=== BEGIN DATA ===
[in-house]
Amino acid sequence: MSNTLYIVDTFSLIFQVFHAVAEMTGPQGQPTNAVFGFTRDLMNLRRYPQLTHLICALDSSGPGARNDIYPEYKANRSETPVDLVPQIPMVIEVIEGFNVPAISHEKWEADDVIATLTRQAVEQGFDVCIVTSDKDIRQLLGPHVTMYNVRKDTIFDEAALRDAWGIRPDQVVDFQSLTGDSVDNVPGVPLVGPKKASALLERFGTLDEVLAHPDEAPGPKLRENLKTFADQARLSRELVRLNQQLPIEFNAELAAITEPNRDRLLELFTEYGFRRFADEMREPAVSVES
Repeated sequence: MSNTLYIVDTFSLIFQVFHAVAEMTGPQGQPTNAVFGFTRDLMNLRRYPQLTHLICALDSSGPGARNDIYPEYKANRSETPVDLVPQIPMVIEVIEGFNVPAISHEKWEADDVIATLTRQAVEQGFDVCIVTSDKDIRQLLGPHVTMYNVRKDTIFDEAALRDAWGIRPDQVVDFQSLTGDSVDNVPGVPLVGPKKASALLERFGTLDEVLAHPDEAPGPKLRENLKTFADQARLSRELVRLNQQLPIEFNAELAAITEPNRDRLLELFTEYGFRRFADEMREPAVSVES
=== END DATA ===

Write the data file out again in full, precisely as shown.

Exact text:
[in-house]
Amino acid sequence: MSNTLYIVDTFSLIFQVFHAVAEMTGPQGQPTNAVFGFTRDLMNLRRYPQLTHLICALDSSGPGARNDIYPEYKANRSETPVDLVPQIPMVIEVIEGFNVPAISHEKWEADDVIATLTRQAVEQGFDVCIVTSDKDIRQLLGPHVTMYNVRKDTIFDEAALRDAWGIRPDQVVDFQSLTGDSVDNVPGVPLVGPKKASALLERFGTLDEVLAHPDEAPGPKLRENLKTFADQARLSRELVRLNQQLPIEFNAELAAITEPNRDRLLELFTEYGFRRFADEMREPAVSVES
Repeated sequence: MSNTLYIVDTFSLIFQVFHAVAEMTGPQGQPTNAVFGFTRDLMNLRRYPQLTHLICALDSSGPGARNDIYPEYKANRSETPVDLVPQIPMVIEVIEGFNVPAISHEKWEADDVIATLTRQAVEQGFDVCIVTSDKDIRQLLGPHVTMYNVRKDTIFDEAALRDAWGIRPDQVVDFQSLTGDSVDNVPGVPLVGPKKASALLERFGTLDEVLAHPDEAPGPKLRENLKTFADQARLSRELVRLNQQLPIEFNAELAAITEPNRDRLLELFTEYGFRRFADEMREPAVSVES